Hayward Councilman Francisco
Zermeno Friday at Hayward Demos
HAYWARD CITY COUNCIL
April 5, 2012 | HAYWARD | Nine candidate, including three incumbents, are vying for four open seats on the City Council this June, but save one particular person, their differences are hard to discern without the presence of a common liberal punching bag showing the way.
Seven of the nine candidates for the non-partisan at-large election fielded questions from members of the Hayward Demos including the possible addition to Walmart on Whipple Road, the controversial Secure Communities federal law enforcement program, the school district’s proposed parcel tax and gay marriage. But, it was the overall economic health of the city that took center stage.
“We cannot provide the police officers and the firefighters, we cannot provide the trees, we cannot provide the paint to clean up graffiti if we don’t have a viable economic plan that will start filling in our empty storefronts,” said Councilman Francisco Zermeno, who along with Olden Henson and Barbara Halliday will be forced to run for re-election based on their stewardship during one of the worst economic periods in generations.
“We are working our way through this crisis,” said Halliday in reference to continuing budget challenges and the council’s push for wage and benefit concessions from city workers. “We can get through this and make Hayward better.”
Talk of the status quo did not filter down to the remaining upstart candidates. “I love Hayward,” said Hayward Planning Commissioner Al Mendall. “It’s a great town, but it doesn’t look as great as it is.” Mendall is viewed as one of two candidates likely to challenge for the single non-incumbent seat. Although Mendall’s profile has risen with a number of well-connected endorsements, the inclusion of former city manager Greg Jones to the mix, may present a huge obstacle to making the move to the city council.
Jones, who quit as city manager less than two years amid a low-simmering scandal including an affair with then-council member Anna May, said he was only recently compelled to run after appraising the current crop of candidates. He said his past work at City Hall makes him an expert on budget matters and employee relations. Jones said he will keep city staff accountable for providing community services. However, questions remain whether Jones and May were upfront about their budding relationship with the current City Council and if the potential for conflict of interests existed during their time together as council member and city manager in 2010.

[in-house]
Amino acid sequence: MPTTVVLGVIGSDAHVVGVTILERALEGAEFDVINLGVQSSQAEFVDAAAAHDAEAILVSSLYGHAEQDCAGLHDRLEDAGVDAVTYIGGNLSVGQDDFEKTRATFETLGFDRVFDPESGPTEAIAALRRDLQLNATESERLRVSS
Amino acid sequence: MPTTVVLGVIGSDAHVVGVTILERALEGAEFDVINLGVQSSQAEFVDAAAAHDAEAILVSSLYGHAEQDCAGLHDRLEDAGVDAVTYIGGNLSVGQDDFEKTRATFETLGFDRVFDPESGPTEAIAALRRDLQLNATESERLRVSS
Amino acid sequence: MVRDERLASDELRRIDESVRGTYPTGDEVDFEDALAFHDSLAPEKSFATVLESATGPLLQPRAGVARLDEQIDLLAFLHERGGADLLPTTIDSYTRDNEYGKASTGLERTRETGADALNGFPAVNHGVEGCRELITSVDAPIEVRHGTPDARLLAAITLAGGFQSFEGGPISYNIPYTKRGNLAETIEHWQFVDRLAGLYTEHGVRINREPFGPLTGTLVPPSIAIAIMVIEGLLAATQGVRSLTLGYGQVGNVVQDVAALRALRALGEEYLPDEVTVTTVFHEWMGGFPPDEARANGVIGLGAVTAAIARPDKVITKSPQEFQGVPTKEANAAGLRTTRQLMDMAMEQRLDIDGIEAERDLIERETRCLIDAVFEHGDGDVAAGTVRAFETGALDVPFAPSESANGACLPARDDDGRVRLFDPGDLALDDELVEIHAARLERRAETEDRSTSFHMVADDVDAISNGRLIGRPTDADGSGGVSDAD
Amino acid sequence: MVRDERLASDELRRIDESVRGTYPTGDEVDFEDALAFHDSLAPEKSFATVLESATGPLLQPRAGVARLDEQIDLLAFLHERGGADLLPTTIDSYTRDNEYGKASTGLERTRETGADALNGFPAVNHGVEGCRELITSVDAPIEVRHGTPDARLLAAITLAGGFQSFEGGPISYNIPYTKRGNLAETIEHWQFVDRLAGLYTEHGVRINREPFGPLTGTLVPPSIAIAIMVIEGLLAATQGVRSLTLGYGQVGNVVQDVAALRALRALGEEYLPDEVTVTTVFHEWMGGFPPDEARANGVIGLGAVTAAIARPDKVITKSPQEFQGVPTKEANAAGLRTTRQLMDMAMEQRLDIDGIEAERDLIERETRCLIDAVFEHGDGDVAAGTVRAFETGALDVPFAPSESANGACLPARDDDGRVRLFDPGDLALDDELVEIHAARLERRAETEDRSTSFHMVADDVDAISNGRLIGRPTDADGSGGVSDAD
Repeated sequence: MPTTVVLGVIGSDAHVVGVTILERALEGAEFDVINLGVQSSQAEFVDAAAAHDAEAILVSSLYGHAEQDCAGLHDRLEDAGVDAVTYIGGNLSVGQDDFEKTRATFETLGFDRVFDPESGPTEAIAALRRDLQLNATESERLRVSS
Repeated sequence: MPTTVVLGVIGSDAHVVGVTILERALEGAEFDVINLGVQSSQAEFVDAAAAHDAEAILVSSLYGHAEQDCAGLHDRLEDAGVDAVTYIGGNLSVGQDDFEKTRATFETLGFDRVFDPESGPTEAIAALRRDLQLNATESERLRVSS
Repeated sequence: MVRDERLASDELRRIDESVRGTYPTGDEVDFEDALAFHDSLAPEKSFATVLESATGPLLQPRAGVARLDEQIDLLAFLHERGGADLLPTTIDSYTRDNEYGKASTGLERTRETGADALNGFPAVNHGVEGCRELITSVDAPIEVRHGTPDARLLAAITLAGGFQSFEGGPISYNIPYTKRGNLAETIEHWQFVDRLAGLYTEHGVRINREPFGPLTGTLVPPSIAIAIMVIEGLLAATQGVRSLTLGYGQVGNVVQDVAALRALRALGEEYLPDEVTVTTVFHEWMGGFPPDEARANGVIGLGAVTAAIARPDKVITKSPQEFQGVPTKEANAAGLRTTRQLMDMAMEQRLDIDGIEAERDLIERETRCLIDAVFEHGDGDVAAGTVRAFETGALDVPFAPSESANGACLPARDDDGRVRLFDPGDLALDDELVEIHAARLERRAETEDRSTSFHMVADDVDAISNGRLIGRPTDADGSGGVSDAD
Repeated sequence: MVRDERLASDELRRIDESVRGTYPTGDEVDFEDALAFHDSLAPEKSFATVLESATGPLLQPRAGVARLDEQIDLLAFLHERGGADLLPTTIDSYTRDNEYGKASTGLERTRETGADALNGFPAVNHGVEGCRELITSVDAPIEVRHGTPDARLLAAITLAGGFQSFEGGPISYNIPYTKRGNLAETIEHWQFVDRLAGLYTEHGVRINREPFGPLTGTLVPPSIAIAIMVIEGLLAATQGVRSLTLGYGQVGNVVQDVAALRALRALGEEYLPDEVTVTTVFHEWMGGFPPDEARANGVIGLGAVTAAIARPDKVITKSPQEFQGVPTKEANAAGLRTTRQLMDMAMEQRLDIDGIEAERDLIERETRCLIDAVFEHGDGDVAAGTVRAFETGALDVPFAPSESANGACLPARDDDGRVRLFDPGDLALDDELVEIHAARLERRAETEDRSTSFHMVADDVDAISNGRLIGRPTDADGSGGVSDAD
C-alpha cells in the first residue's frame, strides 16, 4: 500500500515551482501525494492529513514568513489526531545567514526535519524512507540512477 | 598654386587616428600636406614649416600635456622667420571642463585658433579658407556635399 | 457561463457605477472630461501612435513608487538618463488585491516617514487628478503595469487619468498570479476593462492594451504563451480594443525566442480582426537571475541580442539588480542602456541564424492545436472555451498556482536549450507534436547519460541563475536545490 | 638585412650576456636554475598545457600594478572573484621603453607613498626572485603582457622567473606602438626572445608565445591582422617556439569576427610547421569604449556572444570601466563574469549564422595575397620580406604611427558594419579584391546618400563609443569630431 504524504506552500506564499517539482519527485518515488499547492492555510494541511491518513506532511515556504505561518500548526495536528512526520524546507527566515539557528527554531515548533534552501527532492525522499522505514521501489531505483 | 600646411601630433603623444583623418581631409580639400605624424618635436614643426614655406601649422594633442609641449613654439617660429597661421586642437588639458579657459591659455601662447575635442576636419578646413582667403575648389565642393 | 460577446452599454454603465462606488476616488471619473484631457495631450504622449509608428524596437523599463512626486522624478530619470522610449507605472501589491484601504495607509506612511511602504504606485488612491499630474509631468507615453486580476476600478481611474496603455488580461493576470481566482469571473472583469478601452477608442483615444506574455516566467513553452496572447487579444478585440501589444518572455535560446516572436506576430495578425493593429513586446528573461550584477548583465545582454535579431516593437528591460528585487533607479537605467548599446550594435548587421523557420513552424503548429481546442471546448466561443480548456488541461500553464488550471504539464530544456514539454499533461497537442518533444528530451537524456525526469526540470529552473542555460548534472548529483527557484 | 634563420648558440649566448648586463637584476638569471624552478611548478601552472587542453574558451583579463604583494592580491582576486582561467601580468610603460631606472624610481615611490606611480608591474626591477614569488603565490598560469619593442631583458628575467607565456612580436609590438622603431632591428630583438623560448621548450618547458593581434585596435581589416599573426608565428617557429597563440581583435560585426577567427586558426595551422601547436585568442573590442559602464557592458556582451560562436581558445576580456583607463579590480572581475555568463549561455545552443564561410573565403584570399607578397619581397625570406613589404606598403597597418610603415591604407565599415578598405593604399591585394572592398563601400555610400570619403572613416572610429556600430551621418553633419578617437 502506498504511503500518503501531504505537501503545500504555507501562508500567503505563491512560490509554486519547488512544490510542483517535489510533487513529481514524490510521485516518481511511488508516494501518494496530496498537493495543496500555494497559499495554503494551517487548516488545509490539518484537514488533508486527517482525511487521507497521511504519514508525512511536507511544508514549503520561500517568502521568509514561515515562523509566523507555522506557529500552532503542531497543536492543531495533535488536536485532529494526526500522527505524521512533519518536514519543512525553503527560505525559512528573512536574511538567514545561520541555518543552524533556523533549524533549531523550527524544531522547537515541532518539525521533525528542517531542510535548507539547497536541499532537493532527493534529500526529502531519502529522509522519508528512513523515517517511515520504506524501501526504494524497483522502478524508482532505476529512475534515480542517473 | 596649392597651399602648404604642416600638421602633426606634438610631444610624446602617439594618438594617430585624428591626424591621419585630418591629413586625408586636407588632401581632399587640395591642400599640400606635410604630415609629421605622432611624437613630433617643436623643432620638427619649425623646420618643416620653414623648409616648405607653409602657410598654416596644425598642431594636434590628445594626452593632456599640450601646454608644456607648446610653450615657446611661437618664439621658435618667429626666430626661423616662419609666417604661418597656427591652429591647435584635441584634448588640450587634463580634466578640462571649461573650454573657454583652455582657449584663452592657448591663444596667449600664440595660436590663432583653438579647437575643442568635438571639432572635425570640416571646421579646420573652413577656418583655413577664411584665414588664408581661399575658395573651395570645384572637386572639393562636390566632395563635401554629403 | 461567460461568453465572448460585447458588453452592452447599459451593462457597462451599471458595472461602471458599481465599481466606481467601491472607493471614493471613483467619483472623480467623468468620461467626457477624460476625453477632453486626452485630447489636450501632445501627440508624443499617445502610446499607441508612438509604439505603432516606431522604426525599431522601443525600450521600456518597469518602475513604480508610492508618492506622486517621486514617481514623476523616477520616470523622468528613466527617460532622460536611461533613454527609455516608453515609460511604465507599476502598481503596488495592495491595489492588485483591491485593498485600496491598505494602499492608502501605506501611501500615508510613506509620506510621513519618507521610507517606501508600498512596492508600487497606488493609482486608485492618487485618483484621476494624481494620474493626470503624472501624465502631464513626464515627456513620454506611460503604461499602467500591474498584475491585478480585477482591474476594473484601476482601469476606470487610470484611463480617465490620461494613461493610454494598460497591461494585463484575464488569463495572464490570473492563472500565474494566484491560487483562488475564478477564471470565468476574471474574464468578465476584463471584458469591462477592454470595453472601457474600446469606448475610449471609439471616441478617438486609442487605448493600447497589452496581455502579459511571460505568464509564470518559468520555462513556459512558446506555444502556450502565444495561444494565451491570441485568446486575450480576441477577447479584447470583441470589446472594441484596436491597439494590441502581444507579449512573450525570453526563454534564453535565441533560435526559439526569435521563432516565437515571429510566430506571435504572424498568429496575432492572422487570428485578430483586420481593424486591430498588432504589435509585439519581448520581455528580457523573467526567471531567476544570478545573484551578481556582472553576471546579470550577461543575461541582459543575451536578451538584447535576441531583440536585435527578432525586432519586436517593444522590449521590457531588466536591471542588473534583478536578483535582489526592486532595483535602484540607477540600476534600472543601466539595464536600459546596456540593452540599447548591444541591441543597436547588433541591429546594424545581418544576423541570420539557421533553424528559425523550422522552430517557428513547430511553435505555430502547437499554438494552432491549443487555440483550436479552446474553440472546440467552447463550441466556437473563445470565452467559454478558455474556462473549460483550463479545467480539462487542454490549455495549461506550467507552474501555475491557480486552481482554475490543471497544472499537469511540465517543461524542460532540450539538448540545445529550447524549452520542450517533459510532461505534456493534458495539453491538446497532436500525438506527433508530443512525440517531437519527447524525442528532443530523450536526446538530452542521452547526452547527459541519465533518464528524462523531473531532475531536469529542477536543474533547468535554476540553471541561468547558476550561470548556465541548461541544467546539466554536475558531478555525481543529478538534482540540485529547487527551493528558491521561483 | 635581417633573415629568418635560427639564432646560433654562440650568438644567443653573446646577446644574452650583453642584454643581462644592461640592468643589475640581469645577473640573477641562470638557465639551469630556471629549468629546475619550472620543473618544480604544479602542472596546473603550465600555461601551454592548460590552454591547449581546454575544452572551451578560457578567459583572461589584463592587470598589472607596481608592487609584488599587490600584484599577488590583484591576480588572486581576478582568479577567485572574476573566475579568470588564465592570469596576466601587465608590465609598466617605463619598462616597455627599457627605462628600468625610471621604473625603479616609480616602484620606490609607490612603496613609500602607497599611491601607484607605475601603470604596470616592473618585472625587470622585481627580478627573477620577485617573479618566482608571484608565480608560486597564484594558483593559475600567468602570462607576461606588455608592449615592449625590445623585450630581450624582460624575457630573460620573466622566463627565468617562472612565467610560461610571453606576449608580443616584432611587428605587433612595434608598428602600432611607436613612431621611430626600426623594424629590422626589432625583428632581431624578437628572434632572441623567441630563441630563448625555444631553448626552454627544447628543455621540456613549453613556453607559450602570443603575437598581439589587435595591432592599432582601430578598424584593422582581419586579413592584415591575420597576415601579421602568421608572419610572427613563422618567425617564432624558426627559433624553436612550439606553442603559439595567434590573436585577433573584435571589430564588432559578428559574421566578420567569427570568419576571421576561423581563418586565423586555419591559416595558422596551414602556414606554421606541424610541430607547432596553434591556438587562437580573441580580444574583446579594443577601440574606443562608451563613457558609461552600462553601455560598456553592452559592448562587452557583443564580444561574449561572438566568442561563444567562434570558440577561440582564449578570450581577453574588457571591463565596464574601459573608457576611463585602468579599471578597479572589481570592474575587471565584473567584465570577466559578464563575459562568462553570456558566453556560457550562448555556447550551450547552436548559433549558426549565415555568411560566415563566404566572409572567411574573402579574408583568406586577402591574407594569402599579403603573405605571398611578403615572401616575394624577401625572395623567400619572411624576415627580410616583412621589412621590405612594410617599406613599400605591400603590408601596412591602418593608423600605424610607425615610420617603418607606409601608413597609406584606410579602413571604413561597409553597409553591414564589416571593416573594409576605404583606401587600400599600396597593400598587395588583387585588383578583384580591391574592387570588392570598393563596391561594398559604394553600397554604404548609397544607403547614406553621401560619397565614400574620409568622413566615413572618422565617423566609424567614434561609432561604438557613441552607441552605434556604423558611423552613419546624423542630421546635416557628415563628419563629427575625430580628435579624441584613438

Twenty-two-year-old Peter Bufete said more of the city’s stated priorities should reflect on the youth and future of Hayward. Raised and educated in Hayward, Bufete’s debut showed a young, but well-spoken and crisply dressed future political prospect. “We need somebody who cares about this city,” Bufete said.
While most of the candidate accurately mimicked Democratic dogma, the lone Republican in the race, Ralph Farias, Jr., played the role of devil’s advocate, if not, with a sharp and entertaining slant. Citing a pro-business background, Farias blamed the current administration for empty storefronts on Foothill and Mission Boulevards. “Are you happy with the current state of Hayward?” asked Farias, “The murders. The lack of businesses. The lack of attention brought unto Hayward?”
When San Leandro Councilman Jim Prola posed the question of Walmart coming to Hayward, Farias said, “No one forces these people to work at Walmart and if you say they do, there’s no such thing as slavery anymore in this country.” Farias also advocated poaching customers from Union City back to Hayward. The proposed Walmart is located on the Hayward-Union City border and less than a mile from another Walmart at Union Landing.
The issue of Walmart, though, acted as a lodestar in sussing out distinctions between the candidate’s similar beliefs. The issue may also present strategic problems for the three elected officials and Mendall as planning commissioner. The item comes before the commission Thursday night and likely to be heard by the full council before the June 5 primary.
All four were coy about their positions regarding Walmart. “You’ll find out next week,” said Mendall. Halliday said she couldn’t answer the question until the public comment period expires, but also said, “I’m not a fan of Walmart and I’m not a Walmart shopper and I never will be no matter where it is located.” Added Zermeno: “I am torn between the fact that it will be a new business in Hayward with new jobs, but we know what Walmart does to small businesses and that’s really my concern.”
Jones’s background with Hayward’s bureaucracy and experience with its continuing fight in attracting grocery stores to large swaths of the city may have tinted his response. “They want a grocery store, so we as a city need to find a way to provide that by incentivizing somehow property owners and business owner to be there,” said Jones, who added the issue is a planning and zoning matter. “If it’s an allowed use and the city of Hayward has said it is an alowed use, then we should allow that use on that property.
Six of the candidates at last Friday’s forum, excluding Farias, said they supported the Hayward Unified School District’s $58 per year parcel tax. The group also formed a consensus in support of same-sex marriage. The remaining candidates for City Council not in attendance are Shahla Azimi and Fahim Khan.